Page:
Marine ecosystems are experiencing rapid changes driven by anthropogenic stressors which, in turn, are affecting human communities. One such stressor is ocean acidification, a result of increasing carbon emissions. Most research on biological impacts of ocean acidification has focused on the responses of an individual species or life stage. Yet, understanding how changes scale from species to ecosystems, and the services they provide, is critical to managing fisheries and setting research priorities. Here we use an ecosystem model, which is forced by oceanographic projections and also coupled to an economic input-output model, to quantify biological responses to ocean acidification in six coastal regions from Vancouver Island, Canada to Baja California, Mexico and economic responses at 17 ports on the US west coast. This model is intended to explore one possible future of how ocean acidification may influence this coastline. Outputs show that declines in species biomass tend to be larger in the southern region of the model, but the largest economic impacts on revenue, income and employment occur from northern California to northern Washington State. The economic consequences are primarily driven by declines in Dungeness crab from loss of prey. Given the substantive revenue generated by the fishing industry on the west coast, the model suggests that long-term planning for communities, researchers and managers in the northern region of the California Current would benefit from tracking Dungeness crab productivity and potential declines related to pH.

 

Access to full article can be found here: https://www.sciencedirect.com/science/article/pii/S0304380018301856

May 18 2018

Status of Stocks 2017 Report to Congress–Number of overfished stocks hit all time low

 

NOAA Fisheries is pleased to release the annual report to congress on the Status of U.S. Fisheries, which summarizes the progress the nation has made in ending overfishing, rebuilding historically overfished stocks, and helping our fishing communities succeed. The report and supporting materials are available online on the NOAA Fisheries’ website, along with a message from Chris Oliver, Assistant Administrator for Fisheries.

Briefly, the 2017 Status of U.S. Fisheries reflects the collective and continuing progress in rebuilding stocks. It also finds that the number of stocks on the overfished list is at an all-time low, and stocks on the overfishing list remain near all-time lows. In 2017, 91 percent of stocks were not subject to overfishing and 87 percent of stocks were not overfished. We are also pleased to report that last year, three additional stocks were rebuilt: bocaccio (Southern Pacific Coast), darkblotched rockfish (Pacific Coast), and Pacific ocean perch (Pacific Coast). This brings the total stocks rebuilt since 2000 to 44.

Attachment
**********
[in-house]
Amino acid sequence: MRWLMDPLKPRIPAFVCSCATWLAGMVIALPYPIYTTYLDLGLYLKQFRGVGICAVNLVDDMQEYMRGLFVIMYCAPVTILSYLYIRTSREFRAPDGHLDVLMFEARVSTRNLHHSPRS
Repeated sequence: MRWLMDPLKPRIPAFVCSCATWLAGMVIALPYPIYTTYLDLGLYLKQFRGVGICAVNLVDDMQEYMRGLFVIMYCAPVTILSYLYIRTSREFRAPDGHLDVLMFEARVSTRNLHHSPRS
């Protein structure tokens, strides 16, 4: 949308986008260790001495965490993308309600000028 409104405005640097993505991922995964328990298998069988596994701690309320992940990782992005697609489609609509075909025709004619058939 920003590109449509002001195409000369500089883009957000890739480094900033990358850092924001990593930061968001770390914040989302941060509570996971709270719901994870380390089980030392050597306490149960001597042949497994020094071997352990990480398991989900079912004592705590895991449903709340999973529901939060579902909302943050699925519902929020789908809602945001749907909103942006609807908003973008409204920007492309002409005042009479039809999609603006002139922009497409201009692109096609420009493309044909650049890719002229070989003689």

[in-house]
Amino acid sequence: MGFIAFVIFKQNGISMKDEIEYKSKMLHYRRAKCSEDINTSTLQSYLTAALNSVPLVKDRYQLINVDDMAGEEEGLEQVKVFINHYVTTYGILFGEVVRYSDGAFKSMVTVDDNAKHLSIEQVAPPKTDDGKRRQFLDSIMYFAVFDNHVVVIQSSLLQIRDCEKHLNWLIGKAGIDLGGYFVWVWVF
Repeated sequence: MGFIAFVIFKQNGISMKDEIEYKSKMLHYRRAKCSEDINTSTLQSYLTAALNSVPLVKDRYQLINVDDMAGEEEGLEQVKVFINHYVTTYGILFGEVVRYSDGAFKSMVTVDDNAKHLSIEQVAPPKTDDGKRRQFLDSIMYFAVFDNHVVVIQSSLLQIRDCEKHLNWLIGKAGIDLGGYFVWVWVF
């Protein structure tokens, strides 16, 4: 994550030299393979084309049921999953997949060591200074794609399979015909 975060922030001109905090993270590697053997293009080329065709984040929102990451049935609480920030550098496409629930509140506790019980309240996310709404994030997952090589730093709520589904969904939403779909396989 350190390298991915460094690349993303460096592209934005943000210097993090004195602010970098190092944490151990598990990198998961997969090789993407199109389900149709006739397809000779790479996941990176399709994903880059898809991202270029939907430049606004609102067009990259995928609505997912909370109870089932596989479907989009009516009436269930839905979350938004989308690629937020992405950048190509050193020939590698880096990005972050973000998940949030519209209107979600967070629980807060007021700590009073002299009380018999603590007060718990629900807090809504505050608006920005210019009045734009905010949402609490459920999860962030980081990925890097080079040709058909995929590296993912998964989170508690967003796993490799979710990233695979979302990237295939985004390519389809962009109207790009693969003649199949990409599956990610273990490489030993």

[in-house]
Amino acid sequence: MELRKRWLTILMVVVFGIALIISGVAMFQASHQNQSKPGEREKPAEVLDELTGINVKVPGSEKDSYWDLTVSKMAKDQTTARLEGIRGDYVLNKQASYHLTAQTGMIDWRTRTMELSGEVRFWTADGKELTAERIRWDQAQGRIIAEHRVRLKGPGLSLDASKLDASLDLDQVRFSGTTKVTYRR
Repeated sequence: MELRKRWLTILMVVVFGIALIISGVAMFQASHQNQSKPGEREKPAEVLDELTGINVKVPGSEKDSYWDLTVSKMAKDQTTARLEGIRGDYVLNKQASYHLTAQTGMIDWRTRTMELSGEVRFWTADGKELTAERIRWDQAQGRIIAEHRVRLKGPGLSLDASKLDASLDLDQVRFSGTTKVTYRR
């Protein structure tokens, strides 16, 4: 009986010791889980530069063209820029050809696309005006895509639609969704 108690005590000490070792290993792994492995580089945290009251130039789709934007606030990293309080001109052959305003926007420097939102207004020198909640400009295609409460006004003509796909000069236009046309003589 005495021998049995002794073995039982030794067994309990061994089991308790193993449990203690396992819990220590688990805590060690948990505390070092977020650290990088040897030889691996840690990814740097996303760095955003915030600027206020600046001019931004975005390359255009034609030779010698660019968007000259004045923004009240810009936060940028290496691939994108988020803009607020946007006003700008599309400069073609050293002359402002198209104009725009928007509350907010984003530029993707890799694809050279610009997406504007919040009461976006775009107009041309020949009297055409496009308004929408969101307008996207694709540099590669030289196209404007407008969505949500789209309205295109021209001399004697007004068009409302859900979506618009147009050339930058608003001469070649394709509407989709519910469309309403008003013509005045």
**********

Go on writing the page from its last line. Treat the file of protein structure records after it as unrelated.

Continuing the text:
This report continues to highlight the success that can be achieved using sound science, innovative management approaches, effective enforcement, meaningful partnerships, and robust public participation. Under the Magnuson-Stevens Act, the United States has become an international leader in fisheries management. Our dynamic, science-based management process is proving successful in ending overfishing and rebuilding stocks, and in helping us attain significant benefits to the U.S. economy. 

May 7 2018

THE REAL STORY BEHIND SARDINES — Neil Guglielmo

Reporter Anne Roth quoted me in her article “When will sardines return? Not any time soon say scientists.” But she got many of her facts wrong, missed the point, and misquoted what I said. Here’s the true story.

I’m one of the fishermen whose observations Diane Pleschner-Steele relied on when she said ‘fishermen are seeing more sardines, not less.” We began seeing an abundance of small sardines beginning around the fall of 2014, leading up to the 2015 El Niño.

In fact, independent surveys as well as NOAA surveys also encountered record numbers of young of the year – both sardines and anchovies. The NOAA acoustic-trawl cruise caught a bunch of young sardines in its trawl net in 2015, but when scientists included the length composition data from those fish into the stock assessment model, it blew up the biomass estimate to more than a million tons. Scientists thought that was unreasonable, so they threw out the data.

The reporter quotes Oceana’s Geoff Shester extensively as an “authority” on sardine, but fails to acknowledge objective, and contradictory, scientific evidence on two important points: the first is that sardine abundance is driven primarily by ocean cycles with negligible impact from fishing pressure, especially considering the precautionary modern-day harvest allowance, and sea lions are now found to be at or above carrying capacity, and higher pup mortality rates are expected, along with an increase in disease that is also apparent now.

Oceana is quick to accuse the fishery of “overfishing,” but this is grounds for libel, as this allegation has been debunked not only by scientists but also by the [former] NOAA Assistant Administrator for Fisheries.